The Boss Show

Workplace wisdom with heart and humor

May 4, 2011

The Follower-Worthy Boss

By Steve Motenko

What makes a boss follower-worthy?  The question might as well be, “What makes a leader effective?”  Too big a question to answer in a blog post – libraries are filled with answers to that question.

So just to seed a discussion, here are my two biggest pet peeves about non-follower-worthy bosses.  If you recognize your boss in either of these two scenarios, god help you.  If you recognize yourself, please, for your employees’ sake – change your ways.  Now!

1.  The boss who promises but doesn’t deliver

Charlie is a good ‘ol boy.  He’s so charming, everybody loves him.  Great listener.  You couldn’t believe your luck when you found out he was going to be your new boss.

And within a few weeks, you came to realize that any time he tells you he’ll do something, you’ll leave that meeting with a smile on your face – what a great guy! – and a sinking feeling in your heart.   That thing he said he’d do?  Ain’t gonna happen.

You think maybe if you start sending Charlie reminders – but how long can that last before he either gets angry, or defensive, or embarrassed.  And who wants to see their clueless, well-meaning boss embarrassed?     So eventually, like all Charlie’s employees, you give up.  You resign yourself to either doing it yourself, if you have the time and the authority – or just seething in frustration that it’s not gonna get done.

If you happen to be Charlie, I’d suggest one of four things is going on with you:

  • You don’t know how to organize.
  • You don’t know how to say no – probably because you lack confidence.  “If I promise people stuff, they’ll like me.”  I really don’t understand how Charlie can believe people will continue to like him when he never follows through.
  • You don’t know how to manage time.  Can be a discipline problem, a motivation problem, or just lacking the skill to prioritize and calendar.
  • Inability to live in reality.  Charlie’s got 473 things on his to-do list today and he thinks he can get them all done.

2.  The boss who assigns but doesn’t check in

Melanie is a go-getter.  She inspires people with her work ethic.  She’s articulate, energetic, visionary – a natural born leader, it seems.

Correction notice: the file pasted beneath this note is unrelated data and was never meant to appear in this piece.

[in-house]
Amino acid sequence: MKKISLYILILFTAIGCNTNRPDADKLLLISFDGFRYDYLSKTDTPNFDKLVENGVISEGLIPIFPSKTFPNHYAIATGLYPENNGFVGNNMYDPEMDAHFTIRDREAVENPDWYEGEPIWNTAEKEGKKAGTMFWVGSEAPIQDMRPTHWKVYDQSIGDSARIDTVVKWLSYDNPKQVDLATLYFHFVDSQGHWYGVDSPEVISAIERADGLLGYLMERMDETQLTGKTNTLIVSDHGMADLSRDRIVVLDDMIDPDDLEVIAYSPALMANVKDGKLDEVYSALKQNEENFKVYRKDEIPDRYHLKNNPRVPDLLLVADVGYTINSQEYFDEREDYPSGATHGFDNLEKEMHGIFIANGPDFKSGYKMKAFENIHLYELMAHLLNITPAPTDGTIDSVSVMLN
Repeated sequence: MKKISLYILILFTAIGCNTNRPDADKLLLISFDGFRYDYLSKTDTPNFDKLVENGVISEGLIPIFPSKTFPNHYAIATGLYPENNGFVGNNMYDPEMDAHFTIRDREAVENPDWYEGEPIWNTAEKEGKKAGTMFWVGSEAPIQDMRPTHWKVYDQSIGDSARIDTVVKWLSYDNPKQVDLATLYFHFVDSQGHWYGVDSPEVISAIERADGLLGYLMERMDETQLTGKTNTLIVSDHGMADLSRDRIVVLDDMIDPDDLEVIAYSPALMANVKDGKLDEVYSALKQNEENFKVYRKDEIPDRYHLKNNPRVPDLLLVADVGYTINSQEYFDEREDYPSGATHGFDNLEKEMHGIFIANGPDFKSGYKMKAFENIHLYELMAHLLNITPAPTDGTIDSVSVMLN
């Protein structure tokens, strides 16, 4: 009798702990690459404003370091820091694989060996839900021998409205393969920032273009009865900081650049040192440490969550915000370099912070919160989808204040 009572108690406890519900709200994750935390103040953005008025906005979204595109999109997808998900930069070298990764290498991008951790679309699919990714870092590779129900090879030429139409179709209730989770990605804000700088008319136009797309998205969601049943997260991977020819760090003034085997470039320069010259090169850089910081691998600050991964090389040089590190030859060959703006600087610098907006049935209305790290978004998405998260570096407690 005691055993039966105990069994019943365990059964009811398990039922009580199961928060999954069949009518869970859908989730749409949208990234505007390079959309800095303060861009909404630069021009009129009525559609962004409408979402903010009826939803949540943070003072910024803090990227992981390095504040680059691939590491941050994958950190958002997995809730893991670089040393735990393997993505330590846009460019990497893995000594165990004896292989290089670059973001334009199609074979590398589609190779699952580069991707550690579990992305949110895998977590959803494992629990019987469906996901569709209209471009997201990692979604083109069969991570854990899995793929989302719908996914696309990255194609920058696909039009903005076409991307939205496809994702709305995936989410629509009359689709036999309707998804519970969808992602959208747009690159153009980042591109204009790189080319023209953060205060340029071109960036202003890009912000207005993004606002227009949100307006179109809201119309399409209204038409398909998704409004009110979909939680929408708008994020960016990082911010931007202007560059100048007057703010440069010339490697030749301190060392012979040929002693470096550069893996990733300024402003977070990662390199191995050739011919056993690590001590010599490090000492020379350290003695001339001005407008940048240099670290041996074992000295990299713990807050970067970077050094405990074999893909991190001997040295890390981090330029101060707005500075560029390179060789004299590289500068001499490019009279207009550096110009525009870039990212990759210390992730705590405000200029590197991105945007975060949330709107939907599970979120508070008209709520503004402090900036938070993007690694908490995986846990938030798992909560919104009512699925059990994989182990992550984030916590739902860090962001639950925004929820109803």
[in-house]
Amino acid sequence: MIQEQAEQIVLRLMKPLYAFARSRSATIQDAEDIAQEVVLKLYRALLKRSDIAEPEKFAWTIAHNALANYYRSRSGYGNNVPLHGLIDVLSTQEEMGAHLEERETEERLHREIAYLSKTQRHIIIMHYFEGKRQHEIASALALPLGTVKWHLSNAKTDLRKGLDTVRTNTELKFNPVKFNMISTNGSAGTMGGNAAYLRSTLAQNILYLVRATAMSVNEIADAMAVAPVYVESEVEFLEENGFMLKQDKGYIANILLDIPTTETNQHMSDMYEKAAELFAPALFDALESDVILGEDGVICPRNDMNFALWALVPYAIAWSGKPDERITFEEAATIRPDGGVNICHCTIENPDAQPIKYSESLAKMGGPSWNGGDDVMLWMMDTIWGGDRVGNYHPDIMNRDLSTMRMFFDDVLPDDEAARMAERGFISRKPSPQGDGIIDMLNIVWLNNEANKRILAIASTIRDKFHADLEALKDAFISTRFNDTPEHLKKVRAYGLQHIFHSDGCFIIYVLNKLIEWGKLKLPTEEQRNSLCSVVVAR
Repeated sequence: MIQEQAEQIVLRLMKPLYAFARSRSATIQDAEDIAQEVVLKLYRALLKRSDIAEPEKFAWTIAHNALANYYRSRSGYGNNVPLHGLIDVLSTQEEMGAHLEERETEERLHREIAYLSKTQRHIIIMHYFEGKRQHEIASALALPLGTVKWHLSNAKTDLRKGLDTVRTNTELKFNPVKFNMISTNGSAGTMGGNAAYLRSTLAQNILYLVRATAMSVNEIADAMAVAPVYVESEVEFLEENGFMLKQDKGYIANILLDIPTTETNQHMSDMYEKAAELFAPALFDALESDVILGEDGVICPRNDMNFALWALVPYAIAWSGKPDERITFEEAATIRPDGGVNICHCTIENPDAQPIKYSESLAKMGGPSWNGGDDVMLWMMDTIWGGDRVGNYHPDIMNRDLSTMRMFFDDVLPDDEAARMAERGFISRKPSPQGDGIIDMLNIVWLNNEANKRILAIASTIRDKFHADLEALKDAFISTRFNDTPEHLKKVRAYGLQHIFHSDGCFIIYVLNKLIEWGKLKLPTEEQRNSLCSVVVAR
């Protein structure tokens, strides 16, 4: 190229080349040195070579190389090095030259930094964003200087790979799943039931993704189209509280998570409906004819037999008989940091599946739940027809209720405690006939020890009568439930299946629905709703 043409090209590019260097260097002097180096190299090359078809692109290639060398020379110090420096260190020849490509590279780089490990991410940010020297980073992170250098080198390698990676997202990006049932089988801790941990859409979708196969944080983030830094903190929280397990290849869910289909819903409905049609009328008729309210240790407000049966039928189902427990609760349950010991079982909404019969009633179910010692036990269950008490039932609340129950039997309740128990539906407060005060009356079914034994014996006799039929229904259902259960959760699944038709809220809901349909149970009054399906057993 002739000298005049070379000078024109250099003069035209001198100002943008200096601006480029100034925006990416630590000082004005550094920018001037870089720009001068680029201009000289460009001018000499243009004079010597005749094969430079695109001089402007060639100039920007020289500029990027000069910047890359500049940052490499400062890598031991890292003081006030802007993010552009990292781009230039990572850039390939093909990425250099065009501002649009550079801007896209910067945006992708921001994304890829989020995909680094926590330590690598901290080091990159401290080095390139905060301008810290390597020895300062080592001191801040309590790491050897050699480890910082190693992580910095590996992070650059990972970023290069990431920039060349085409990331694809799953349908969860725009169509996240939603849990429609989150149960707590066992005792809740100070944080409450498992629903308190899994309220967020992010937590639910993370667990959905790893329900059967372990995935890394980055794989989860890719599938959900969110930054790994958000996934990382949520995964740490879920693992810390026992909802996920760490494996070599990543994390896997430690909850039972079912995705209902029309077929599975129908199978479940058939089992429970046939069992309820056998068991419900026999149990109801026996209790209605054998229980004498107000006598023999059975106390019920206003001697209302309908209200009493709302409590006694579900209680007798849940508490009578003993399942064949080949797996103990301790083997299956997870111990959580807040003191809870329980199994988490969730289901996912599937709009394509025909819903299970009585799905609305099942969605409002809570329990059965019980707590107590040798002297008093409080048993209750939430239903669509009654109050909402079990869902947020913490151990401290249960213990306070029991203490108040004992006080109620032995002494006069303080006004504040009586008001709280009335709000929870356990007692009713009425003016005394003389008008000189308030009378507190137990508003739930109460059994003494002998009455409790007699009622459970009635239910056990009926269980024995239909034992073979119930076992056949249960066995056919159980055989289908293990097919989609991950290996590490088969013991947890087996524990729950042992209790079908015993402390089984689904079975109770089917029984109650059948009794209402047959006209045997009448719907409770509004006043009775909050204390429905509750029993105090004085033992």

Problem is, when it comes to anyone else’s work – notably the folks who report to her – she’s clueless.  “Oh, THIS is a great project!  Dave, I’d like you to get this done by a week from Friday.  Great.  Meeting adjourned.”

Problem is, Dave is already inundated with other projects Melanie has given him  – projects that she’s never checked in with him on.  So it’s on two levels that she doesn’t check in.  She doesn’t check in to see if he has time – given his other priorities – to tackle the new project.  AND, once she assigns him a project, quite often she never checks in again – doesn’t ask if it’s gonna be done on time, doesn’t ask if he needs help … in fact seems to forget the entire conversation in which she assigned the damn thing!

Melanie’s vision is a set of wings.  Unfortunately, there are no legs to land on – for her or her employees.

Charlie and Melanie – get your acts together, would you please?  You are not follower-worthy.  You’re ruining work for your employees, and you’re contributing to the demise of your organization.

What makes a boss follower-worthy to you? And what keeps a boss from being follower-worthy?

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About the Author

Steve Motenko is an executive coach, leadership trainer, and co-host of The Boss Show, a weekly podcast on workplace dynamics. Steve and his Boss Show co-host, Jim Hessler, are co-authors of Land On Your Feet, Not On Your Face: A Guide to Building Your Leadership Platform. Steve lives on Whidbey Island, Washington, with his wife and dog, whom he loves, and a cat he tolerates usually pretty well.

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